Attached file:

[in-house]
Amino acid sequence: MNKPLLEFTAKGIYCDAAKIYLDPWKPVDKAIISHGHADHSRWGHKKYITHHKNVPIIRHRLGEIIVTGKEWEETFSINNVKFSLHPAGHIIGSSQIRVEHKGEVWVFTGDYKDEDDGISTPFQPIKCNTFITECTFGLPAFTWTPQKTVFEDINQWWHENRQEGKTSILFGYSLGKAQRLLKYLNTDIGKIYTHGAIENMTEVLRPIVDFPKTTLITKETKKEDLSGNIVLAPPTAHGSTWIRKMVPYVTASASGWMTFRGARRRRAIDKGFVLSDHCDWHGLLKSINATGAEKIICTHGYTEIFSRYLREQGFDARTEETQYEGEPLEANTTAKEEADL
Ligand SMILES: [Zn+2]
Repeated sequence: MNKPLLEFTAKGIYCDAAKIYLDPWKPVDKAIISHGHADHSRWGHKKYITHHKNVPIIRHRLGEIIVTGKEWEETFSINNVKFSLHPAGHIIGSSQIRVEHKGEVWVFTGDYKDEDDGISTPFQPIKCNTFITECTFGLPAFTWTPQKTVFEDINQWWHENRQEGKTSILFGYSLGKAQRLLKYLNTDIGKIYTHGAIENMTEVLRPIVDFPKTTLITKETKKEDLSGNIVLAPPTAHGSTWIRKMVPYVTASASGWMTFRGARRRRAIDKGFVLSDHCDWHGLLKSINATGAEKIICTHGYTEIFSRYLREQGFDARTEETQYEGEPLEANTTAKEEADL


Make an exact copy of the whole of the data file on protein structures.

[in-house]
Amino acid sequence: MNKPLLEFTAKGIYCDAAKIYLDPWKPVDKAIISHGHADHSRWGHKKYITHHKNVPIIRHRLGEIIVTGKEWEETFSINNVKFSLHPAGHIIGSSQIRVEHKGEVWVFTGDYKDEDDGISTPFQPIKCNTFITECTFGLPAFTWTPQKTVFEDINQWWHENRQEGKTSILFGYSLGKAQRLLKYLNTDIGKIYTHGAIENMTEVLRPIVDFPKTTLITKETKKEDLSGNIVLAPPTAHGSTWIRKMVPYVTASASGWMTFRGARRRRAIDKGFVLSDHCDWHGLLKSINATGAEKIICTHGYTEIFSRYLREQGFDARTEETQYEGEPLEANTTAKEEADL
Ligand SMILES: [Zn+2]
Repeated sequence: MNKPLLEFTAKGIYCDAAKIYLDPWKPVDKAIISHGHADHSRWGHKKYITHHKNVPIIRHRLGEIIVTGKEWEETFSINNVKFSLHPAGHIIGSSQIRVEHKGEVWVFTGDYKDEDDGISTPFQPIKCNTFITECTFGLPAFTWTPQKTVFEDINQWWHENRQEGKTSILFGYSLGKAQRLLKYLNTDIGKIYTHGAIENMTEVLRPIVDFPKTTLITKETKKEDLSGNIVLAPPTAHGSTWIRKMVPYVTASASGWMTFRGARRRRAIDKGFVLSDHCDWHGLLKSINATGAEKIICTHGYTEIFSRYLREQGFDARTEETQYEGEPLEANTTAKEEADL